Pottery Sherd of a Bowl from the end of the First Temple Period, bearing the inscription “ryhu bn bnh”. Photo: Clara Amit, Israel Antiquities Authority

 

Israel Antiquity Authority archaeologists Dr. Joe Uziel and Nahshon Zanton, who discovered the bowl while excavating remains associated with the First Temple period destruction, explained that the letters inscribed on the shard likely date to the 8-7th centuries BCE, placing the production of the bowl sometime between the reign of Hezekiah and the destruction of Jerusalem under King Zedekiah. The archaeologists also explained that the inscription was engraved on the bowl prior to firing, indicating that the inscription originally adorned the rim of the bowl in its entirety, and was not written on a shard after the vessel was broken.

While the purpose of the inscription on the bowl is unclear, archaeologists have posited that the bowl may have contained an offering, likely given by the individual whose name was inscribed on the bowl, or alternatively given to him. Inscription Analysis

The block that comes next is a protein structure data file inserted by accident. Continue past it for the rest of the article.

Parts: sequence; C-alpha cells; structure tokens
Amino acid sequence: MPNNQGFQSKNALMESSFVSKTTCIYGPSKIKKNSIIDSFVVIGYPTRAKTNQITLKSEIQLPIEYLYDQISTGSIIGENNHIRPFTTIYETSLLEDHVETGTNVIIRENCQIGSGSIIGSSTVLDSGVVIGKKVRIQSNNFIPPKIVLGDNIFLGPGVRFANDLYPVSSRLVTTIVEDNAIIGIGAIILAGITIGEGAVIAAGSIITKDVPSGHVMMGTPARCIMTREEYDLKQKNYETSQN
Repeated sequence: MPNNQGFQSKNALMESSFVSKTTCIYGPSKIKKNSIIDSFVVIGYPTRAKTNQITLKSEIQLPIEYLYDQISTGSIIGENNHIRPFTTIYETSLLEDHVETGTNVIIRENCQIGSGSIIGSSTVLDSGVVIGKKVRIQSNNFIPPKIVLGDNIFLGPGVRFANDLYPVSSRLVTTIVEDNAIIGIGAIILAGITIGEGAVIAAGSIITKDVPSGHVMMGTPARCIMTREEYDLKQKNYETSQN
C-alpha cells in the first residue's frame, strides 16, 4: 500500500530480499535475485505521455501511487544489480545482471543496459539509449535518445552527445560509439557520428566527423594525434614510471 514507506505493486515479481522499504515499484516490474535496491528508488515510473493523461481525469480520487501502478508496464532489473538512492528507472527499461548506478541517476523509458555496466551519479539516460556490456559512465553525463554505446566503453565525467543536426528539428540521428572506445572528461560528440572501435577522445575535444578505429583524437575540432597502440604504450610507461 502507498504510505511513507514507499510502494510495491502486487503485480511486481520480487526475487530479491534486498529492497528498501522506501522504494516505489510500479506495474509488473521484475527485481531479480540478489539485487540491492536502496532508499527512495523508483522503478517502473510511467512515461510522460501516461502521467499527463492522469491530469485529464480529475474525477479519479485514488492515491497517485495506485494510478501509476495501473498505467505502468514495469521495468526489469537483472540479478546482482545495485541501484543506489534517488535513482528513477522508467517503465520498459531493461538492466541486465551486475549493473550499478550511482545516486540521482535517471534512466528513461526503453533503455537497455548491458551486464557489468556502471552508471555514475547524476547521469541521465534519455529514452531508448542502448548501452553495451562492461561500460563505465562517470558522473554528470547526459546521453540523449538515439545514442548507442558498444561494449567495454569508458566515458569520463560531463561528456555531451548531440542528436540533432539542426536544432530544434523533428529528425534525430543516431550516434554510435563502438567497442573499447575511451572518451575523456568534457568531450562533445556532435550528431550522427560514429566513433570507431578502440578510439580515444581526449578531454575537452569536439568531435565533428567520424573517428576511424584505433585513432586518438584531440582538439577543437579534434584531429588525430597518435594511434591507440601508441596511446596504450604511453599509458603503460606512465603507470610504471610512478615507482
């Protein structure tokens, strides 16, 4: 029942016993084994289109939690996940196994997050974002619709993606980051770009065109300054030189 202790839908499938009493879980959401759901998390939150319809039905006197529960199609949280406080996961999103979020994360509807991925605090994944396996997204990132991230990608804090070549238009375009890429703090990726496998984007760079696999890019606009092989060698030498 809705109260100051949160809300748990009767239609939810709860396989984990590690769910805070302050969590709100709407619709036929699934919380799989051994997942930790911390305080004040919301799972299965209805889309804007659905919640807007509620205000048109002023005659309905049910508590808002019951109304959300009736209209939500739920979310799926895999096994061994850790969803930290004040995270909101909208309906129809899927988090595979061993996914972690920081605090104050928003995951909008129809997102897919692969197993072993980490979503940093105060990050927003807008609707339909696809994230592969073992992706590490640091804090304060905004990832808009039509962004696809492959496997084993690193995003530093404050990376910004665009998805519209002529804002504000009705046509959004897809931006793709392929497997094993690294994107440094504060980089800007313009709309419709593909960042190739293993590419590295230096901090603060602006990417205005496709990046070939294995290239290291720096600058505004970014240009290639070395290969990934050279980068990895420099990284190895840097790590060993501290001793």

The first letter of the ceramic bowl’s partially preserved inscription in ancient Hebrew script is broken and is therefore difficult to read, but appears to be the letter ר. The next three letters יהו constitute the theophoric suffix (the component in which the name of the deity appears as part of the first name, such as Yirme-yahu and Eli-yahu, etc). These letters are followed by בנ (the son of) after which appears the patronymic name composed of the three letters בנה. According to archaeologists Uziel and Zanton, “If we consider the possibility that we are dealing with an unvowelized or ‘defective’ spelling of the name בניה (Benaiah), then what we have before us is the name “…ריהו בן בניה”

Many of the first names mentioned in the Bible contained the theophoric component יהו, as is the case of this inscription from the City of David. Besides the biblical references, other examples of this have also been found in archaeological excavations, written on a variety of objects such as seals, bullae, pottery vessels or even carved on rock. Noteworthy among the many names that end with the theophoric suffix יהו are several prominent examples that were previously discovered in City of David by Professor Yigal Shiloh, such as Gemar-yahu the son of Shaphan, Bena-yahu the son of Hoshayahu, etc. which were also found in the destruction layer and the ruins of the Babylonian conquest.

 

Printed from: http://www.jewishpress.com/news/breaking-news/2700-year-old-inscription-in-city-of-david-excavations/2013/08/18/